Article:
Sign in with
Sign up | Sign in
Your question

Reformat external hard drive with cd partition

Last response: in Storage
Share
October 24, 2011 3:50:02 PM

I have two western digital external hard drives with a partition that comes up as a CD w/WD Smartware. i have tried to reformat the drives to remove the smartware partition but cannot. I have changed the drive letter on the partition to "z" so the hard drive will connect as "e" where my backup software is supposed to copy to, however every time I connect e WD drives they revert to "e" for the Smartware portion and "f" for my ext drive and my backup fails on 2 days if I don't reset the drive letter manually. I rotate 5 drives daily for back up and 3 segate drives work fine. I would like to have only 1 partition on the external drive or always have the drive letter set as "e". Any suggestions on how to accomplish this.

I have machines on the network runnin windows xp, windows 7 and e server software windows 2003

Thanks.

Betsy.
a c 85 G Storage
October 24, 2011 4:27:52 PM

You can seek some help here:

http://community.wdc.com/t5/My-Passport-for-PC/How-to-r...

However, the feature that you want to change is built into the drive's firmware. At best, you can disable the password function from what I have seen with this thread:

http://community.wdc.com/t5/My-Passport-for-PC/Remove-t...

I have a similar drive that I use when travelling to keep data safe should I lose (or have stolen) the drive. Given this type of feature (built-in security) I would argue this is not a suitable drive for how you are using it.

I would suggest you return (if possible) for more "generic" external HDDs. Good luck!
a c 271 G Storage
October 25, 2011 1:05:16 AM

SmartWare lives in a reserved 700MB area at the end of the drive, beyond the visible user area. The USB-SATA bridge chip inside the USB enclosure presents this SmartWare area as a Virtual CD (VCD). The remainder of the drive is presented as a normal USB HDD.

In short, since your OS cannot see the SmartWare area, then no software will be able to reclaim it.
Related resources
March 1, 2012 11:38:12 PM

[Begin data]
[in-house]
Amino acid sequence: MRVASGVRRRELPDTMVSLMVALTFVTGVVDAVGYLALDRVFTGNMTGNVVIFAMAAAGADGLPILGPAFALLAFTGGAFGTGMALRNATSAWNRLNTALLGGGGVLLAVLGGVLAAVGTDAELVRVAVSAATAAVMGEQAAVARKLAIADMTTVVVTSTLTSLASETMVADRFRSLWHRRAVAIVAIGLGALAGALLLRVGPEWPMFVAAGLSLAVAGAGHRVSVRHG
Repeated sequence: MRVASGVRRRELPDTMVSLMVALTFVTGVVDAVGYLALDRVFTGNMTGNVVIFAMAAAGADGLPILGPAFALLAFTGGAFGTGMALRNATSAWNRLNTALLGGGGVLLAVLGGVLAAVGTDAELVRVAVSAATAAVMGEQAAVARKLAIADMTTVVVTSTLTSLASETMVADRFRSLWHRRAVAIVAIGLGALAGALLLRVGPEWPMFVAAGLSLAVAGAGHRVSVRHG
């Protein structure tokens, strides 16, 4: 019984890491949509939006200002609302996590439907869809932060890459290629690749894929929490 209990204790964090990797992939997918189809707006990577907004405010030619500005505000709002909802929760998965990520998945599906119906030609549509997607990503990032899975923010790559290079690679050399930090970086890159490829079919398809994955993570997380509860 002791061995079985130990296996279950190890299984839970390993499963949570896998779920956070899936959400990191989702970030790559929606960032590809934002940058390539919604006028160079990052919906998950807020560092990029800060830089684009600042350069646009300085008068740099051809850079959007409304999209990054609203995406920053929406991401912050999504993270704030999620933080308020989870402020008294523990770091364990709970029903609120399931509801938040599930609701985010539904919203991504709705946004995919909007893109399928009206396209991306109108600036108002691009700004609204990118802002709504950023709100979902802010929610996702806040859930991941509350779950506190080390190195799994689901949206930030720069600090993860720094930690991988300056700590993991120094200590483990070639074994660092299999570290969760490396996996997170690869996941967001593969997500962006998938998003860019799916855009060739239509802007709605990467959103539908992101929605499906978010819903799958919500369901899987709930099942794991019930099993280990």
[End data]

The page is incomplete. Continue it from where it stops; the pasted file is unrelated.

I have had a couple of these drives for a few years and am now in the process of building a home server. From what I understand the drives inside are nice, but that partition drives me batty. My plan is to:

1. Migrate the data on the externals to new drives on the server.
2. Take apart the enclosures and remove the USB-SATA bridge.
3. Put the drives in the [Windows Home 2011] Server and reformat or attempt to reformat in W7 Home Premium while directly connected or in another enclosure.
4. Put the drives into the server.

Any chance of this process working or would this be a waste of time? Thanks in advance.
a c 271 G Storage
March 3, 2012 5:50:26 AM

Your plan should work if the drives are 3.5" models.

Otherwise, be aware that certain 2.5" models integrate the USB-SATA bridge on the drive's own PCB rather than on a separate bridge board.
March 20, 2012 3:33:13 PM

Batty1 said:
I have had a couple of these drives for a few years and am now in the process of building a home server. From what I understand the drives inside are nice, but that partition drives me batty. My plan is to:

1. Migrate the data on the externals to new drives on the server.
2. Take apart the enclosures and remove the USB-SATA bridge.
3. Put the drives in the [Windows Home 2011] Server and reformat or attempt to reformat in W7 Home Premium while directly connected or in another enclosure.
4. Put the drives into the server.

Any chance of this process working or would this be a waste of time? Thanks in advance.


Do LOTS :bounce:  of research first. I had an 80GB external drive that I took apart. Turns out the drive inside wasn't what I thought it would be. :o 

Icy Dock makes a nice 2.5 to 3.5 adapter. It's $10 at Amazon. They often runs rebates so check their website.

I just rebuilt my system and reorganized the drives. The two drives I was using for a RAID 1 array both had that small reserved partition. Now it shows up in my drive display. Annoying, but since I screwed up the system changing SATA modes I'm going to leave them alone.

700 MB isn't much, but it would be nice to have it back.
March 22, 2012 2:51:13 AM

Thanks to everyone for their feedback. I may have gotten lucky on this one...

It turns out that there was a 1 TB green drive in one and a 2 TB green drive in the other.

I used the Windows 7 diskpart commands to remove the partitions and get them going again.